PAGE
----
Wednesday, February 25, 2009


I am finding there is an element of bureaucracy in India that doesn't form any rational basis.

Case in point today when the fit hit the shan with the course choices for many of the exchange students. Scott and I were gearing up to leave to register with the Police station since some kind person in the India embassy gave us VISA for 180+1 days mandating that we must (180 is the limit to NOT need to register). Anyways we were dealing with that, but we both has frustrations with adding courses. Scott got blocked from adding a course through a process so ridicilous I can hardly bear to repeat, but essentially he was tolk 4 hours was an 'Ecessively' long time to respond to an email during which he was asleep.

This whole issues started when the school went against its rules for course allocations to ask exchange students to identify which course they were interested in and to reserve them spots. The spots that weren't protected were given away to ISB students on the waitlist (and some that weren't). The really frustrating this is that we totally folowed ALL ofthe crazy 15 steps (no joke) involved in the bidding process completely properly. The is the same Phase 1, the Is Post Sample Dopr Phase, there is 2nd Sample Drop Phase and Section Switch etc., with requiring expertise in Chess and Game Theory to get the most out of.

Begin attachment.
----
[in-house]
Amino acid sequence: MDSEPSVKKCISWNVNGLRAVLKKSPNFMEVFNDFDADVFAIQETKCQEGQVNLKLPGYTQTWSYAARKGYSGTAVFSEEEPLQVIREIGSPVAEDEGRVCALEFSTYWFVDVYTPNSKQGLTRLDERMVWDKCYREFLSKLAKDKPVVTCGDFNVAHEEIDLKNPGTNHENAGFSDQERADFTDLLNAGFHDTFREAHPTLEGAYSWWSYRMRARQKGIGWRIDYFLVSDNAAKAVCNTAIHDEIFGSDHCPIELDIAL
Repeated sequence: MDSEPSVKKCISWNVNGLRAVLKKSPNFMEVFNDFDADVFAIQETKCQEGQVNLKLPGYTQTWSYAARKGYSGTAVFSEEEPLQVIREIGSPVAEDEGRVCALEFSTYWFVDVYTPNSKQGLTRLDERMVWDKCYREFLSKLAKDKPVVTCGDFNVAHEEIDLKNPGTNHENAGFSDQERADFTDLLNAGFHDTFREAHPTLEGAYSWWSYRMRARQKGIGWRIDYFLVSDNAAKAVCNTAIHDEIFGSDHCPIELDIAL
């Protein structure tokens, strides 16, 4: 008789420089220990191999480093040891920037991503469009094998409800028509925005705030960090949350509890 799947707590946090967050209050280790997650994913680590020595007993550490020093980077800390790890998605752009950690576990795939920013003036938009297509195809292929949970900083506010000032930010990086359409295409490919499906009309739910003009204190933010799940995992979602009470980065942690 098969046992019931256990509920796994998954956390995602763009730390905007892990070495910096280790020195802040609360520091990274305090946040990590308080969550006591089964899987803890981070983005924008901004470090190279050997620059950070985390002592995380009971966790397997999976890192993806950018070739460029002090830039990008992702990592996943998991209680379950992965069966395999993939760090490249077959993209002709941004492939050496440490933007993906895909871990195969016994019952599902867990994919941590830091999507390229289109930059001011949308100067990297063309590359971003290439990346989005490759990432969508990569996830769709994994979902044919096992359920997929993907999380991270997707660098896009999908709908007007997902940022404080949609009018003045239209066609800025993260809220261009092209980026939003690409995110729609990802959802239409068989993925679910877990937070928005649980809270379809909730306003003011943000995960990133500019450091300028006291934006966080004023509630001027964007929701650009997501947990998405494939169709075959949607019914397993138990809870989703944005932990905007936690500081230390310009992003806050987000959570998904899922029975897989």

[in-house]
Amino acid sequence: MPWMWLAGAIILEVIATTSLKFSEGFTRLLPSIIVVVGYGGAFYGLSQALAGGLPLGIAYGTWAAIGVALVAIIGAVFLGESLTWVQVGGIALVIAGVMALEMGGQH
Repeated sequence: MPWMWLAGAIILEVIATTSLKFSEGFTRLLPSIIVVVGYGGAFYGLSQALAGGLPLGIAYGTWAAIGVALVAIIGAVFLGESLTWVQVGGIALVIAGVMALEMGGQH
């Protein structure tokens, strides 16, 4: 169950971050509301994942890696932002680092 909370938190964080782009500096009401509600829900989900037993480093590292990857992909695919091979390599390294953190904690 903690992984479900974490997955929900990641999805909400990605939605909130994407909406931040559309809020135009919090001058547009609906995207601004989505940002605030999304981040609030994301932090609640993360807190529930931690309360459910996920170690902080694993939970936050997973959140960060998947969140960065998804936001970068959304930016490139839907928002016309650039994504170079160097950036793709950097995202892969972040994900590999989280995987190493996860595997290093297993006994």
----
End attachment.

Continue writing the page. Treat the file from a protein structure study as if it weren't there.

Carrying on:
What we missed was a tiny email that changed the rules in the middle of all these rules to screw us over (no where is this transfer of classes to ISB students mentioned). Now I get 300 emails here at ISB (no exageration) and I missed this. This may also had something to do with the fact that I only my mail finally set up two days AFTER the deadline that had asked for in the mal. Long story short Scott and I both found ourselves in the postion of not being able to add classes that we both wanted to.

Anyways Rant over. Scott got the course he wanted and I ended up the class wanted but not after having to miss the Police Station visit that will now instead eat up a future Friday, which sucks.

We were chatting about it later tonight when our courses all disappeared from the blackboard online intranet thing they got. This passage was classic (check the times):

[10:38:37 PM] jeffrankine says: I guess we are waiting for post sample drop phase section switch final clearing price IV
[10:38:37 PM] Scott Parker says: probably resetting it after the add/drop/add/drop/switch/drop/add/add/multiply phases

Update: updated the blog entry because I realized it was a little inflamatory, I was a frustrated when I wrote it.


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  2. Dear Jeff,

    I can understand your frustration regarding the way things work in some places in India. I thought that many of us at Queen's talked about some of these issues including bureaucracy in depth during our discussions. I guess may be facing it first hand now is more disturbing for you than listening about it from somebody else. My suggestion to you would be to concentrate on good things and neglect the worst experiences else it might ruin your trip. I would like to share my experience here about my trip to China Europe International Business School (CEIBS), Shanghai, China which is pretty much similar.